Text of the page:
In short Ebola is officially out of control and is months away from a burn out of all infectious people. Short of a terrorist intentionally bringing Ebola to the US we stand a good chance of keeping our shores safe. The only animals to transfer Ebola to man are a few primates and bats. Bats have had a recent die off in the DC area from a fungus epidemic or synthetic nicotine pesticide. Bats to the north were first effected.

The worst enemy to our response at this point is Congress. Obama could be the executive order hero to the world except for Republicans0 if he responds quickly.


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Subject: RE: BS: Anybody else watching Ebola break out?
From: Donuel
Date: 31 Jul 14 - 12:26 AM

btw Ultra violet light will work on BACTERIA control but not on virus so small that it can be measured in angstroms or wave lengths.

People lets not let the Dustin Hoffman movie Outbreak go to your head.
Still, this has not been a very lucky month so far.


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Subject: RE: BS: Anybody else watching Ebola break out?
From: Donuel
Date: 31 Jul 14 - 03:02 AM

BBC reports: from the Liberian minister of information:
There will be a 30 day suspension for Liberian workers. The Liberian Army (security force) will enforce limited movement of people who may be fleeing for various reasons. They call these actions as tough and extreme. A call for quarantine has been made again despite the difficulty of staffing select schools that are being repurposed.

Think for a moment and thank the nurses and doctors who are working at the front lines of this war on certain death. The Von Stauffenberg like courage it takes to suit up in plastic field protection and duct tape in 115 degree heat and then remove the protective garb one glove at a time and then the hood and suit with bare hands. These are not like the NASA like suits with separate air supply. They are thin and up to usual disposable standards.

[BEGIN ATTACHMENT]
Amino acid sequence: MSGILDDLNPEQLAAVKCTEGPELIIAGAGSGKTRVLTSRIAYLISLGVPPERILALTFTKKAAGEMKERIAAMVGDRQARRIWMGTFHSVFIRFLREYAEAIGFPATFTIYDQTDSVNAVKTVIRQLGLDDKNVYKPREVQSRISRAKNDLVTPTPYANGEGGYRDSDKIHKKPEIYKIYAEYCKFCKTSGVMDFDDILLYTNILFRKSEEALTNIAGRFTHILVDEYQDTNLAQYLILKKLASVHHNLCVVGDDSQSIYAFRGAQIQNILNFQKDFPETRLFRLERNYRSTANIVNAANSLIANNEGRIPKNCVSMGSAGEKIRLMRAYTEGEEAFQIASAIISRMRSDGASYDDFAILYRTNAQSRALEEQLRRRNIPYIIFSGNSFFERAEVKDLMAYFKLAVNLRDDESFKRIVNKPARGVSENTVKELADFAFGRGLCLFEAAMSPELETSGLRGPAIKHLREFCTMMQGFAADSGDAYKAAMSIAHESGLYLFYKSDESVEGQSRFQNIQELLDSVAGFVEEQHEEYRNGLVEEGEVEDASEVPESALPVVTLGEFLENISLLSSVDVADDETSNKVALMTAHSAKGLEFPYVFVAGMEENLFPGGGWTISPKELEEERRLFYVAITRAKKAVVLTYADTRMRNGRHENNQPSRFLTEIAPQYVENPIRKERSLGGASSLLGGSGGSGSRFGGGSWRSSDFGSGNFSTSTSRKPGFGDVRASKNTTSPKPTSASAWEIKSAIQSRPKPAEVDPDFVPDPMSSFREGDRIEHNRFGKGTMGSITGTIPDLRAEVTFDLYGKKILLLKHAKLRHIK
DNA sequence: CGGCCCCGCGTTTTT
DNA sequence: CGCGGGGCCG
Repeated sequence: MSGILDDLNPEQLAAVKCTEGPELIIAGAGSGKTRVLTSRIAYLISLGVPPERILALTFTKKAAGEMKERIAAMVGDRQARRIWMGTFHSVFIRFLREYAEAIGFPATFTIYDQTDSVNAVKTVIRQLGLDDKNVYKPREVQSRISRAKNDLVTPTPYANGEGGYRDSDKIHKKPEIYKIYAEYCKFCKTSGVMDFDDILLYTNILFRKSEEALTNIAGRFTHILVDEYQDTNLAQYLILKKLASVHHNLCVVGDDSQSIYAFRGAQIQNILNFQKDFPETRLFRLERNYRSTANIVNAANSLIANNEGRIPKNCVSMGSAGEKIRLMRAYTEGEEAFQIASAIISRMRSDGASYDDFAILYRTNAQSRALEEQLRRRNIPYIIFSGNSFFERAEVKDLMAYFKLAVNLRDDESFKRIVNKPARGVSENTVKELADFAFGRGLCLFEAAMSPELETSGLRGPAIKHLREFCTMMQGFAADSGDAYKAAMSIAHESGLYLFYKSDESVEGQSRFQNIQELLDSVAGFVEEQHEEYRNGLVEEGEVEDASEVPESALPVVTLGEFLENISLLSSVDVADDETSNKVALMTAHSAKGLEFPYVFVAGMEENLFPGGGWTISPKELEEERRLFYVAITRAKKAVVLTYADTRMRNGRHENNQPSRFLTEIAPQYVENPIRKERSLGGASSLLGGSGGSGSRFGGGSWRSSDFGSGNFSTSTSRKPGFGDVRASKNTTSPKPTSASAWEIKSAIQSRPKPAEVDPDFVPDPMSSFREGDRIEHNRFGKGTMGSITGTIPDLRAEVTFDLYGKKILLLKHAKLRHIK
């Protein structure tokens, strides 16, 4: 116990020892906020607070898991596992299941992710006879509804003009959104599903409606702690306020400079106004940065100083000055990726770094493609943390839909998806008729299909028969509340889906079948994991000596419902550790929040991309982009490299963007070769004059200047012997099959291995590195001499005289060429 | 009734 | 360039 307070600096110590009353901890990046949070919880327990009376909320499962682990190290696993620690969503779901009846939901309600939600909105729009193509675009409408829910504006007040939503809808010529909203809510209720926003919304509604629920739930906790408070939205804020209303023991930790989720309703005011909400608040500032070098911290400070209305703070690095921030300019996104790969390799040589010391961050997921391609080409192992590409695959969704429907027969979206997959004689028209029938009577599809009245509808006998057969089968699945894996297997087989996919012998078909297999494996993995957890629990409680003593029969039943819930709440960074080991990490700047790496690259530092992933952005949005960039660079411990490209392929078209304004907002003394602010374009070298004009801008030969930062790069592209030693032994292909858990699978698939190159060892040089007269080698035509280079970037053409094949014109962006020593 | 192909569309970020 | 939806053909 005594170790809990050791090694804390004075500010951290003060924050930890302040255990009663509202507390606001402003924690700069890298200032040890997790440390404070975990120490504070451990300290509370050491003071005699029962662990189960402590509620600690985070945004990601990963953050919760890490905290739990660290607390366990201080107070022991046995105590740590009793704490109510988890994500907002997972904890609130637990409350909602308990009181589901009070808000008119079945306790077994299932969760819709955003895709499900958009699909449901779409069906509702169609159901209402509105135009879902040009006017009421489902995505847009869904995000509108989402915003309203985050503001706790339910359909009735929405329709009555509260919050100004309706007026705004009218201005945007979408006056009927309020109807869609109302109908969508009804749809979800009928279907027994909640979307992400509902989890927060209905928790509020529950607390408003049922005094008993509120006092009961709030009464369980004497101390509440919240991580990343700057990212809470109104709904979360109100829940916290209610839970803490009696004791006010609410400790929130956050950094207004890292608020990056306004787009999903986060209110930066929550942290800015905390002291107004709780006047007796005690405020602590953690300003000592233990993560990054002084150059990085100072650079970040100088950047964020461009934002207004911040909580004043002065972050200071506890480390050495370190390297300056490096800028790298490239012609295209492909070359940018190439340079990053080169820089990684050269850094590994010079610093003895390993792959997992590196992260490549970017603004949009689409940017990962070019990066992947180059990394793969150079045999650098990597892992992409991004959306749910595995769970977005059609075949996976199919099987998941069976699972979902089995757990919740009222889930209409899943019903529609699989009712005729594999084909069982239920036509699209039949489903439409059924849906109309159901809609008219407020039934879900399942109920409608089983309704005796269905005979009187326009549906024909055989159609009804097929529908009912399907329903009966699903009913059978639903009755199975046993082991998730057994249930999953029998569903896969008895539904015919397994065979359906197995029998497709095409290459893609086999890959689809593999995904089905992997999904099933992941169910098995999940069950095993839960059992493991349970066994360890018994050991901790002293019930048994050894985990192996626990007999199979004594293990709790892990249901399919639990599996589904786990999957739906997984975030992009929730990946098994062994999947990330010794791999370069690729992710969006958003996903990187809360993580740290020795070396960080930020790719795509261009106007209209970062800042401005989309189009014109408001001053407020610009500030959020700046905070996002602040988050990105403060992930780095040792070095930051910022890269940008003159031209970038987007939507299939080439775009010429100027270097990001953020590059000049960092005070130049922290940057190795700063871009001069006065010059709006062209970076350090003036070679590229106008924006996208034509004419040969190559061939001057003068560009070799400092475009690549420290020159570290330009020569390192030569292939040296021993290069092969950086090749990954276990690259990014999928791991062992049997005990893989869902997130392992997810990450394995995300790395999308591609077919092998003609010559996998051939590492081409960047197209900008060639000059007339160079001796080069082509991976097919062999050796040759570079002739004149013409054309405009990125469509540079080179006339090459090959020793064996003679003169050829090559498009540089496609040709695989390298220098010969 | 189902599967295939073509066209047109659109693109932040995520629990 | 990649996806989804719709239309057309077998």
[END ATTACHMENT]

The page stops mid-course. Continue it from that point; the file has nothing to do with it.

These few nurses and doctors are all that stand between you and the virus that takes 6 or 7 days to incubate and then presents with a preliminary 101 fever that is exactly the same as normal flu symptoms.

So far the global response is far less than what Haiti received after their earth quake and we all know how inadequate that was.

Congress leaves Washington tomorrow and the only sure vote that will be taken is to sue Obama.


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Subject: RE: BS: Anybody else watching Ebola break out?
From: GUEST,mg
Date: 31 Jul 14 - 10:20 AM

Yes. My life has been on the line since i was twenty to go wherever i was sent. I have monthly autokatic payments to mercy corps, catholic relief, portland rescue mission, and i contribite to heifer and smiletrain when i can. I built a water well in chad.


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Subject: RE: BS: Anybody else watching Ebola break out?
From: GUEST,mg
Date: 31 Jul 14 - 10:34 AM

Furthermore i beg your pardon but i am highly offended. I have worked for departments of epidemiology and infectious diseases. There are things you have to do. If you dont many more people will suffer and die.